• GPHYSICS
    • G02OPTICS
    • G02BOPTICAL ELEMENTS, SYSTEMS, OR APPARATUS
    • G02B6/00Light guides
    • G02B6/0001Light guides specially adapted for lighting devices or systems
    • G02B6/0011Light guides specially adapted for lighting devices or systems the light guides being planar or of plate-like form
    • G02B6/0013Means for improving the coupling-in of light from the light source into the light guide
    • G02B6/0015Means for improving the coupling-in of light from the light source into the light guide provided on the surface of the light guide or in the bulk of it
    • G02B6/0016Grooves, prisms, gratings, scattering particles or rough surfaces
    • GPHYSICS
    • G02OPTICS
    • G02BOPTICAL ELEMENTS, SYSTEMS, OR APPARATUS
    • G02B6/00Light guides
    • G02B6/0001Light guides specially adapted for lighting devices or systems
    • G02B6/0011Light guides specially adapted for lighting devices or systems the light guides being planar or of plate-like form
    • G02B6/0013Means for improving the coupling-in of light from the light source into the light guide
    • G02B6/0015Means for improving the coupling-in of light from the light source into the light guide provided on the surface of the light guide or in the bulk of it
    • G02B6/0018Redirecting means on the surface of the light guide
    • GPHYSICS
    • G02OPTICS
    • G02BOPTICAL ELEMENTS, SYSTEMS, OR APPARATUS
    • G02B6/00Light guides
    • G02B6/0001Light guides specially adapted for lighting devices or systems
    • G02B6/0011Light guides specially adapted for lighting devices or systems the light guides being planar or of plate-like form
    • G02B6/0033Means for improving the coupling-out of light from the light guide
    • G02B6/0035Means for improving the coupling-out of light from the light guide provided on the surface of the light guide or in the bulk of it
    • G02B6/004Scattering dots or dot-like elements, e.g. microbeads, scattering particles, nanoparticles
    • G02B6/0043Scattering dots or dot-like elements, e.g. microbeads, scattering particles, nanoparticles provided on the surface of the light guide
    • GPHYSICS
    • G02OPTICS
    • G02FDEVICES OR ARRANGEMENTS, THE OPTICAL OPERATION OF WHICH IS MODIFIED BY CHANGING THE OPTICAL PROPERTIES OF THE MEDIUM OF THE DEVICES OR ARRANGEMENTS FOR THE CONTROL OF THE INTENSITY, COLOUR, PHASE, POLARISATION OR DIRECTION OF LIGHT, e.g. SWITCHING, GATING, MODULATING OR DEMODULATING; TECHNIQUES OR PROCEDURES FOR THE OPERATION THEREOF; FREQUENCY-CHANGING; NON-LINEAR OPTICS; OPTICAL LOGIC ELEMENTS; OPTICAL ANALOGUE/DIGITAL CONVERTERS
    • G02F1/00Devices or arrangements for the control of the intensity, colour, phase, polarisation or direction of light arriving from an independent light source, e.g. switching, gating, or modulating; Non-linear optics
    • G02F1/01Devices or arrangements for the control of the intensity, colour, phase, polarisation or direction of light arriving from an independent light source, e.g. switching, gating, or modulating; Non-linear optics for the control of the intensity, phase, polarisation or colour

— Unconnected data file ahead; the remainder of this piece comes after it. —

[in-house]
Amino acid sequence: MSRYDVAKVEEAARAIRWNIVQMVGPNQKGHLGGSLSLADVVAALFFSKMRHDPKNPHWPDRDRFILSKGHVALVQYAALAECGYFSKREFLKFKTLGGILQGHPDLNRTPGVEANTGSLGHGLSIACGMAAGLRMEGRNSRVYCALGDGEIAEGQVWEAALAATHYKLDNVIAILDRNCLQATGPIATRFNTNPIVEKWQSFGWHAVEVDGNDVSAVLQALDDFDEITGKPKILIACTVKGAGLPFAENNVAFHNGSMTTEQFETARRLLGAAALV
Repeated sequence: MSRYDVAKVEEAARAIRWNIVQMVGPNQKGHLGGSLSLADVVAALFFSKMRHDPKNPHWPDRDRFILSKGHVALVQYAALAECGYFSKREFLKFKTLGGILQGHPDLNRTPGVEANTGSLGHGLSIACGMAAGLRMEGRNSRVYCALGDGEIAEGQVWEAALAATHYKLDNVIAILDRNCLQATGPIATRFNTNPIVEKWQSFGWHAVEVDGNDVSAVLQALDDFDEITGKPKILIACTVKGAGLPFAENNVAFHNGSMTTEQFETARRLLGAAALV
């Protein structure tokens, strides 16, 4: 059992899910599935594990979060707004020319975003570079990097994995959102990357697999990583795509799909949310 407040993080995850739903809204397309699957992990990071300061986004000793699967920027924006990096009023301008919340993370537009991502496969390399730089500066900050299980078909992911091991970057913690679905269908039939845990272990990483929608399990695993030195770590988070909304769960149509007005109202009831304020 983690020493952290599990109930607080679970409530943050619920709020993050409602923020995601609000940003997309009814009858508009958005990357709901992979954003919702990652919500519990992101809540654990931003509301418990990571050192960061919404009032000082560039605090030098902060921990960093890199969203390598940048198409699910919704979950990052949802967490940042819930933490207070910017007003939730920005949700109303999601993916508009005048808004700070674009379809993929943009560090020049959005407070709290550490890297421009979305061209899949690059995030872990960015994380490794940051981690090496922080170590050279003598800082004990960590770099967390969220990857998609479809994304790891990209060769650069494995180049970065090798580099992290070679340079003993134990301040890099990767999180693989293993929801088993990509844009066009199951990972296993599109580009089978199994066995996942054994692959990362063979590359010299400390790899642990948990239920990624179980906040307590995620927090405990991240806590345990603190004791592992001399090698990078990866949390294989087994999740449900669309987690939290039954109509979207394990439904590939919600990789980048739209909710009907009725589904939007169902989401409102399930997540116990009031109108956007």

• G02F1/13Devices or arrangements for the control of the intensity, colour, phase, polarisation or direction of light arriving from an independent light source, e.g. switching, gating, or modulating; Non-linear optics for the control of the intensity, phase, polarisation or colour based on liquid crystals, e.g. single liquid crystal display cells
    • G02F1/133Constructional arrangements; Operation of liquid crystal cells; Circuit arrangements
    • G02F1/1333Constructional arrangements; Manufacturing methods
    • G02F1/1335Structural association of optical devices, e.g. polarisers, reflectors or illuminating devices, with the cell
    • G02F1/1336Illuminating devices
    • G02F2001/133616Front illuminating devices

Abstract

An optical scanning device comprises a light source for emitting a light, a light guide path being adapted to receive the emitted light and to transmitting the received light therein, a plurality of diffraction gratings disposed on the light guide path for taking out the transmitted light in a form of an array, and a liquid crystal shutter for scanning the taken out light in the form of the array. An optical scanning device comprises a first substrate, a second substrate, a liquid crystal layer sandwiched between the first substrate and the second substrate, a light guide path disposed on the first substrate for entering a light transmitted therein into the liquid crystal layer, a plurality of micro lenses disposed on the second substrate for converging the entered light, wherein, assuming that nCORE is a refraction index of a light guide medium forming the light guide path, that nLCON is a refraction index of a liquid crystal when an electric field is applied (on), and that nLCOFF is a refraction index of the liquid crystal when the electric field is not applied (off), a relation of nLCON >nCORE >n.sub. LCOFF or nLCON <nCORE <nLCOFF is satisfied.

Description

BACKGROUND OF THE INVENTION

1. Field of the Invention

The present invention relates to an optical scanning device, an optical scanning type display and an image data input/output device. Particularly, it relates to an optical scanning device which can be used as an optical scanning portion of an optical scanning type display, the scanning portion being able to be used for an AV equipment field such as a television, a game and the like, or an OA equipment field such as a personal computer, a word processor and the like, or an optical data processing field such as an optical modulation component and an optical operation component, and furthermore it relates to an optical scanning device which can be also used as an optical scanning portion of an image data input/output device of a laser beam printer and the like.

2. Description of the Related Arts

Generally, if a drive signal is transmitted through an electric wire, a transmission of a signal wave form is delayed due to a wire resistance and a floating capacitance. In order to solve this problem, it is desirable to use an optical scanning type display which uses a light as a drive signal.